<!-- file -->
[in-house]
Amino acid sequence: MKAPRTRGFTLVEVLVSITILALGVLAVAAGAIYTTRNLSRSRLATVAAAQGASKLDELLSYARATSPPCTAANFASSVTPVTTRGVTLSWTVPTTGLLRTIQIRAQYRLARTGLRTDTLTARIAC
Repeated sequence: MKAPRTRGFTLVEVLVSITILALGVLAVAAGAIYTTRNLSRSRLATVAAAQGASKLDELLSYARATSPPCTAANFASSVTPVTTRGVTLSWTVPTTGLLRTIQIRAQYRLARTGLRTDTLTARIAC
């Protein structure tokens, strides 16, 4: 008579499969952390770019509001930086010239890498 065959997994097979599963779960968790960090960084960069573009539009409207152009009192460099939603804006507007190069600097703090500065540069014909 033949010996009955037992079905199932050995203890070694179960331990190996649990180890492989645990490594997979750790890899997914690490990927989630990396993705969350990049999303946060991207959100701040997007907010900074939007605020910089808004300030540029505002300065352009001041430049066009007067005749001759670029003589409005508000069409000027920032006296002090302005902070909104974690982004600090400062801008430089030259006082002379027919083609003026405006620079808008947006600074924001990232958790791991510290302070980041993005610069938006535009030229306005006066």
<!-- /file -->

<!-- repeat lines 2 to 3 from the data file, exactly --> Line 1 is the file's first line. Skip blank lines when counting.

Amino acid sequence: MKAPRTRGFTLVEVLVSITILALGVLAVAAGAIYTTRNLSRSRLATVAAAQGASKLDELLSYARATSPPCTAANFASSVTPVTTRGVTLSWTVPTTGLLRTIQIRAQYRLARTGLRTDTLTARIAC
Repeated sequence: MKAPRTRGFTLVEVLVSITILALGVLAVAAGAIYTTRNLSRSRLATVAAAQGASKLDELLSYARATSPPCTAANFASSVTPVTTRGVTLSWTVPTTGLLRTIQIRAQYRLARTGLRTDTLTARIAC